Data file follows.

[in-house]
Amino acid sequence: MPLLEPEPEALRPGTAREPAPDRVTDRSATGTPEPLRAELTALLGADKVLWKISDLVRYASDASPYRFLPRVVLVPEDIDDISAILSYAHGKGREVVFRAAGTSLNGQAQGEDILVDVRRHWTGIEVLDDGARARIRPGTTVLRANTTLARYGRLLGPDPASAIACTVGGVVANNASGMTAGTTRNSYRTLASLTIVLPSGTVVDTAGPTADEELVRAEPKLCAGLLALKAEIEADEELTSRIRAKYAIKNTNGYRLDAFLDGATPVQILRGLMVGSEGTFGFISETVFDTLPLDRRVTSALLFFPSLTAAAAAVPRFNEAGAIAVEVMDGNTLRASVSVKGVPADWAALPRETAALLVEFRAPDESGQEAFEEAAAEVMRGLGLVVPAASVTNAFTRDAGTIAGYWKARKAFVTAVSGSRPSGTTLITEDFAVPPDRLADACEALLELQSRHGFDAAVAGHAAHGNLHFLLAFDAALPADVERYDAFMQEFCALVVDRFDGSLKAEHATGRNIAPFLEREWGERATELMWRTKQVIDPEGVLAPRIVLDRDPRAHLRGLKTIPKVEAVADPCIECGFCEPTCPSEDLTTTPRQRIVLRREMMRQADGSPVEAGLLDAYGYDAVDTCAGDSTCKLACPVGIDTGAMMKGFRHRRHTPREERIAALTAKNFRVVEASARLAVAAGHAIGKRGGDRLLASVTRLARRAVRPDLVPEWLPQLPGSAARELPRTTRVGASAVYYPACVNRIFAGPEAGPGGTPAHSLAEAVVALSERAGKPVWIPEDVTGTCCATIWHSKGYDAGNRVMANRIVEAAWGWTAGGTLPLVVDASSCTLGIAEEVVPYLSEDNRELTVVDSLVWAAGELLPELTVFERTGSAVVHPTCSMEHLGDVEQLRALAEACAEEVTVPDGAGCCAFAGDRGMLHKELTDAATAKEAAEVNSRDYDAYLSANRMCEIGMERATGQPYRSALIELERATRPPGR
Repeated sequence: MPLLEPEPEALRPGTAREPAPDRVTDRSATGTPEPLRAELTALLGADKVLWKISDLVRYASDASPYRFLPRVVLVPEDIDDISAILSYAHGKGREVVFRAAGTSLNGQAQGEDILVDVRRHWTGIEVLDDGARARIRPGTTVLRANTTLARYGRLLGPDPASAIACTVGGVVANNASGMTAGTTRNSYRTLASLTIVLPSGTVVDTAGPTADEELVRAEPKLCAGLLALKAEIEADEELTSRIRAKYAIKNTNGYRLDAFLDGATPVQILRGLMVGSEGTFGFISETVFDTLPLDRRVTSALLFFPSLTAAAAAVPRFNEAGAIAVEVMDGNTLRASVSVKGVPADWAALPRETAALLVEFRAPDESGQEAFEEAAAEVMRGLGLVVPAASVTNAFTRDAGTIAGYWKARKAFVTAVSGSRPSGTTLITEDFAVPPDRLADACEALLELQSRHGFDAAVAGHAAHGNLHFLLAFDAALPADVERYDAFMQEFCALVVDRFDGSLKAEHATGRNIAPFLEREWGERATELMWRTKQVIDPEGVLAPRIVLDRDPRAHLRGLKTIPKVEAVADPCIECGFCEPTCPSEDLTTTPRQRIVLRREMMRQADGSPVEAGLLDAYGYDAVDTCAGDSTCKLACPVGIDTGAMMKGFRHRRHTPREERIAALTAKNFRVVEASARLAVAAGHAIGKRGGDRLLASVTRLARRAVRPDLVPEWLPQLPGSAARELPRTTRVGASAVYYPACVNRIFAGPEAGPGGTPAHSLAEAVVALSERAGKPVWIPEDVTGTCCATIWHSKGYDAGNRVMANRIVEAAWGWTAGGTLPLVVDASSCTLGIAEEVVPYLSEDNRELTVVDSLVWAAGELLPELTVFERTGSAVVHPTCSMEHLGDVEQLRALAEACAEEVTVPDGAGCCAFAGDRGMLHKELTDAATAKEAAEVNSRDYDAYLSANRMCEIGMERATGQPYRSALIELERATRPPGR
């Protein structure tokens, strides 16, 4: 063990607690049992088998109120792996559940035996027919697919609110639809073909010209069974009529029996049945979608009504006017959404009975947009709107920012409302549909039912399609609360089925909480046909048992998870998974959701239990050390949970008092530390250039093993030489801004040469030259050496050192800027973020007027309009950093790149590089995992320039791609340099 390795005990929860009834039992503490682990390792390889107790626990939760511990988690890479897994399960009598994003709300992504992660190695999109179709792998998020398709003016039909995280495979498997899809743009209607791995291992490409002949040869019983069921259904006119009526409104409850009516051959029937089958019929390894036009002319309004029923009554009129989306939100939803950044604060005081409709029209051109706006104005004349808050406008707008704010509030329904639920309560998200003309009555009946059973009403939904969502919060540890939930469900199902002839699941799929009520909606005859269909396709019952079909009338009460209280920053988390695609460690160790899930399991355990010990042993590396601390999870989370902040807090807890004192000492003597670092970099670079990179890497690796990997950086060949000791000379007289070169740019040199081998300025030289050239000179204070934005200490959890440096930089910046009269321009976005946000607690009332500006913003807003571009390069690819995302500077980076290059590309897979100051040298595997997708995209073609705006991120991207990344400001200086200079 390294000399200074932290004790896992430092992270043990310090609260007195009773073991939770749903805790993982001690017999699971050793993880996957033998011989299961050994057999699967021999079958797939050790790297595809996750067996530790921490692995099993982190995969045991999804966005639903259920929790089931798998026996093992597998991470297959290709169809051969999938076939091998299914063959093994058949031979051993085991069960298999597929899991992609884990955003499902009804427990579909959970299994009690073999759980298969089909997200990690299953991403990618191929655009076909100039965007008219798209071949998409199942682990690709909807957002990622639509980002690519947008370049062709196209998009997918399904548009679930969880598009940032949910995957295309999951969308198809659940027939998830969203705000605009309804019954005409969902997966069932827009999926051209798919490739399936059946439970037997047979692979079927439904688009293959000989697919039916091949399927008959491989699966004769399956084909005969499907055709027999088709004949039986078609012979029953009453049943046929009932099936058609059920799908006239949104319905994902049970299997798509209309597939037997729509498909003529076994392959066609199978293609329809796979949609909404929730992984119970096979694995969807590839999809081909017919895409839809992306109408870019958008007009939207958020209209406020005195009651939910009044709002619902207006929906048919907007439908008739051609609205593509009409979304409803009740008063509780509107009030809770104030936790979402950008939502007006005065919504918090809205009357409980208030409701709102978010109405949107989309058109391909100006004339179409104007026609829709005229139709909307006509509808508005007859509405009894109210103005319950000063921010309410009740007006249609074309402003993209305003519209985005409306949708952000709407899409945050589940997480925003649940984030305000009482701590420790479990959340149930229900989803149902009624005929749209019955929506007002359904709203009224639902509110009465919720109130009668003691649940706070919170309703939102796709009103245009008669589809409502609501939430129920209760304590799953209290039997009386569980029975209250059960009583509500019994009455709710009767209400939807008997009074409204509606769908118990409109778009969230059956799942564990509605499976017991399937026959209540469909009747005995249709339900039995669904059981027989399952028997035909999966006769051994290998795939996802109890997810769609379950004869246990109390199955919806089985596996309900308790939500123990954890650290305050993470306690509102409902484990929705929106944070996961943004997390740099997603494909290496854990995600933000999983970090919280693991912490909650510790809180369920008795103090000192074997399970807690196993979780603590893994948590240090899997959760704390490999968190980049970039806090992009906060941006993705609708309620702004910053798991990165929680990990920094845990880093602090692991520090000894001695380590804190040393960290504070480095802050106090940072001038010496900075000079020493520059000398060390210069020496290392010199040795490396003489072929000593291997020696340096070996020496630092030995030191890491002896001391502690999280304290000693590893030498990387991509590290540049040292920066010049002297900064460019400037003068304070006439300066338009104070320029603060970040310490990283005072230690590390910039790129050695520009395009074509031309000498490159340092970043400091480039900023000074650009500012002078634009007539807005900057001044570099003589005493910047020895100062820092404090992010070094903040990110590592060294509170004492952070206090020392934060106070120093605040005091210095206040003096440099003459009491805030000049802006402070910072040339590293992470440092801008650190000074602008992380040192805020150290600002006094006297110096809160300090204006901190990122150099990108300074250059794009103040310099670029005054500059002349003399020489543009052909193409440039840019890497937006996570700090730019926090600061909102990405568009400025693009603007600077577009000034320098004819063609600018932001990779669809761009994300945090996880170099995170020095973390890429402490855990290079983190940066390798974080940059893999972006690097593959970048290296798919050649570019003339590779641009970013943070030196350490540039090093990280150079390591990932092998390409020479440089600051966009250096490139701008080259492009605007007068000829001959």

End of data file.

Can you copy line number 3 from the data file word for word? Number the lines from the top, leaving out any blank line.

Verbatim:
Repeated sequence: MPLLEPEPEALRPGTAREPAPDRVTDRSATGTPEPLRAELTALLGADKVLWKISDLVRYASDASPYRFLPRVVLVPEDIDDISAILSYAHGKGREVVFRAAGTSLNGQAQGEDILVDVRRHWTGIEVLDDGARARIRPGTTVLRANTTLARYGRLLGPDPASAIACTVGGVVANNASGMTAGTTRNSYRTLASLTIVLPSGTVVDTAGPTADEELVRAEPKLCAGLLALKAEIEADEELTSRIRAKYAIKNTNGYRLDAFLDGATPVQILRGLMVGSEGTFGFISETVFDTLPLDRRVTSALLFFPSLTAAAAAVPRFNEAGAIAVEVMDGNTLRASVSVKGVPADWAALPRETAALLVEFRAPDESGQEAFEEAAAEVMRGLGLVVPAASVTNAFTRDAGTIAGYWKARKAFVTAVSGSRPSGTTLITEDFAVPPDRLADACEALLELQSRHGFDAAVAGHAAHGNLHFLLAFDAALPADVERYDAFMQEFCALVVDRFDGSLKAEHATGRNIAPFLEREWGERATELMWRTKQVIDPEGVLAPRIVLDRDPRAHLRGLKTIPKVEAVADPCIECGFCEPTCPSEDLTTTPRQRIVLRREMMRQADGSPVEAGLLDAYGYDAVDTCAGDSTCKLACPVGIDTGAMMKGFRHRRHTPREERIAALTAKNFRVVEASARLAVAAGHAIGKRGGDRLLASVTRLARRAVRPDLVPEWLPQLPGSAARELPRTTRVGASAVYYPACVNRIFAGPEAGPGGTPAHSLAEAVVALSERAGKPVWIPEDVTGTCCATIWHSKGYDAGNRVMANRIVEAAWGWTAGGTLPLVVDASSCTLGIAEEVVPYLSEDNRELTVVDSLVWAAGELLPELTVFERTGSAVVHPTCSMEHLGDVEQLRALAEACAEEVTVPDGAGCCAFAGDRGMLHKELTDAATAKEAAEVNSRDYDAYLSANRMCEIGMERATGQPYRSALIELERATRPPGR